If the liberal world order currently faces threats of war, it is hardly the case that liberalism itself, with its notional advocacy for perpetual peace, has been averse to engaging in military ventures. The warfare of the “democracy agenda” was constitutively liberal, as were the “good wars” of the past, drawing sustenance from the models of just war. Steven Torrente explores an alternative to just war theory, drawing on Jan Patočka’s “solidarity of the shaken.” Patočka’s name points us back to the era of dissidents in Czechoslovakia, to the role of Charta 77 (some of this appeared in Telos), and to his murder at the hands of the Communist police—a crime committed then in the name of an abused anti-fascism currently being recycled as “Antifa” on the American left with little awareness of the historical background. Torrente contrasts Patočka with Arendt, explores his relationship to phenomenology, and connects him to the war descriptions of Teilhard de Chardin and Ernst Jünger. The experience of modern warfare challenged our capacity for meaning and therefore opens up the temptation of nihilism. Instead of an ethics based on Kantian principles and legal structures—standard just war theory—Torrente shows Patočka building an account based on the experience of the world-war front and the potential for solidarity, an ethics for soldiers, not for lawyers. “If solidarity of the shaken is an ethic of war, it is a severe one—not in the sense that it will lead to greater conflict, for nothing could lead to greater conflict than what Patočka described as the ‘forces of the day.’ It is a severe ethic for what it demands of human beings, which is to keep open and unresolved the question of meaning and the predicament of existence. Yet it is much easier to forget or turn away from that predicament, getting lost in [what Patočka named] the ‘gigantic Boredom which cannot be covered up even by the immense ingenuity of modern science and technology which it would be naïve and cynical to underestimate and ignore.’”

Kellan Anfinson returns us to Schmitt, again struggling between the appeal of the theorization and the personal political choices Schmitt made in the Nazi era. “Through Schmitt’s disposition for security over risk, his theory becomes subservient to his personal politics, though it can also be developed in other ways,” and he therefore endeavors to read Schmitt in effect against himself. Building on Michael Marder’s account of Schmitt’s understanding of the event, Anfinson underscores the understanding of politics as a field of conflicting interests—politics as warfare, not consensus—which then leads to a criticism of the parliamentary epistemology. Yet instead of following a Schmittian path to dictatorship, Anfinson derives a prescription for forms of resistance: “Thus we might engage Schmitt’s framework, but critically resist his ethos of security and instead press the law at critical points, pick strategic moments to break it, and risk ourselves for the sake of changing it. Let us sketch what such partisanship might entail. The domains treated by Schmitt—religion, economics, and technology—would now be supplemented with others, such as our relation to the environment, education, and media. . . . Partisanship may have some roots in a critical disposition, a form of desire, or a marginalized social position that when incorporated into and modified by these machines lead to new political configurations. These new configurations may initially have only mild degrees of connection. But they are also politically intense, driven by an existential belief, risky, illegal, engaged in resistance, non-conformist, and operate on a small scale.” In this reading, Schmittian agonistics becomes a formula for micropolitical engagement, but it also lends itself to a description of the increasingly embattled political world around us. From this vantage point, Schmitt does not necessarily serve as a source of authorization or endorsement but as a description of the contemporary repetition of the unresolved Hobbesian war.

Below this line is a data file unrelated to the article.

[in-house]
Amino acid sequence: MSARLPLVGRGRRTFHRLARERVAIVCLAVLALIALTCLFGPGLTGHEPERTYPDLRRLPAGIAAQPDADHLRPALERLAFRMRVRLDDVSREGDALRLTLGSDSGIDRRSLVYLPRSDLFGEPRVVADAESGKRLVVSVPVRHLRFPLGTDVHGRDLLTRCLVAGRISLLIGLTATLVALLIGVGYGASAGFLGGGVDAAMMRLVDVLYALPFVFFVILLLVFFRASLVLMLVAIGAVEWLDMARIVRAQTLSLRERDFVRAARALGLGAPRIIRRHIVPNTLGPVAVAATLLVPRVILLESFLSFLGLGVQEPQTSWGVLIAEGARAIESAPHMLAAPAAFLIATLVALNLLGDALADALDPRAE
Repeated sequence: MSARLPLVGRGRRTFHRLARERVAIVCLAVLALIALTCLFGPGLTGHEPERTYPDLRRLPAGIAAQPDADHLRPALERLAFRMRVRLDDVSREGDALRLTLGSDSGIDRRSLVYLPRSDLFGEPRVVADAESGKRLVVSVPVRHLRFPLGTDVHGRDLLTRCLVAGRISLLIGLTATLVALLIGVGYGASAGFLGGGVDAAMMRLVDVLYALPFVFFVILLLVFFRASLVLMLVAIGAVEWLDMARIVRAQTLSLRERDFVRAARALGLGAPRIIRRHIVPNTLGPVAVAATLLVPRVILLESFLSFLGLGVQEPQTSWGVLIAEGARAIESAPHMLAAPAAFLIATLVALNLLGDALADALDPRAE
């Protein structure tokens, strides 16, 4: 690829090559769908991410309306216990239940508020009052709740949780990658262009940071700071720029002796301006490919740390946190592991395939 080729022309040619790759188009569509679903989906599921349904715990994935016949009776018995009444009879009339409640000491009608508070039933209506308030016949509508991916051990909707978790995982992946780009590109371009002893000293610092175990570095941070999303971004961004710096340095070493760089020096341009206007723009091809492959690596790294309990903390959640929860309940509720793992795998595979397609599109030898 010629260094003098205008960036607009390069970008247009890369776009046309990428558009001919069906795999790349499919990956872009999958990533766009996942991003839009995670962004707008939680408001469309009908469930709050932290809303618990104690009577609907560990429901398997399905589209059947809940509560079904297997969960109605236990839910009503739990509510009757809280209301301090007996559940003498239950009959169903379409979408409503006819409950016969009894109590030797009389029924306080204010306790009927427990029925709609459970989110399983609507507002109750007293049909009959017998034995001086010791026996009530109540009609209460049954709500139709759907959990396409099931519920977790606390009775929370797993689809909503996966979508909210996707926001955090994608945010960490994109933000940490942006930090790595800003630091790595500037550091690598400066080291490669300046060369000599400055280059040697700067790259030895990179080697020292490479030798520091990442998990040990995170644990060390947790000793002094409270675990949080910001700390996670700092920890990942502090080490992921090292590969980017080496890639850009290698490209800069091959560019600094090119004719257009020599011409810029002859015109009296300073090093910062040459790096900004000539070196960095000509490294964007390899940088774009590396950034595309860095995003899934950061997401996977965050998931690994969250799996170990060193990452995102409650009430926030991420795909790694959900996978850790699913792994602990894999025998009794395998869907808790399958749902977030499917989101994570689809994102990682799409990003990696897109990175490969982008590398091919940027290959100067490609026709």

Giorgio Agamben’s investigations into the foundations of political power attracted attention as part of the critique of “neo-liberalism” in recent decades, but his readings of the political-theoretical tradition, especially authors such as Walter Benjamin and Carl Schmitt, have faced significant criticism, including in this journal. In this issue Mikkel Flohr reflects on Agamben’s marginalization of La Boétie, on the surface a likely candidate for Agamben’s analysis but who nonetheless appears to be sidelined. The issue is not the scholarly objection that Agamben overlooked a source but rather that the intratextual treatment of La Boétie undermines the credibility of Agamben’s signature claim to represent the critique of sovereign power. On the contrary, in Flohr’s reading Agamben himself reenacts the logic of sovereignty. “Although Agamben clearly aims to provide a critique of sovereign power, his adherence to the logic of Schmitt’s sovereign exception inevitably reproduces the illusion of sovereign power and thus ends up perpetuating it in precisely the manner La Boétie warned against, severely limiting the critical potential of his analysis.” Yet it is not just a matter of exclusion: Flohr argues that La Boétie remains a vital source to carry out the critical project that Agamben effectively betrays.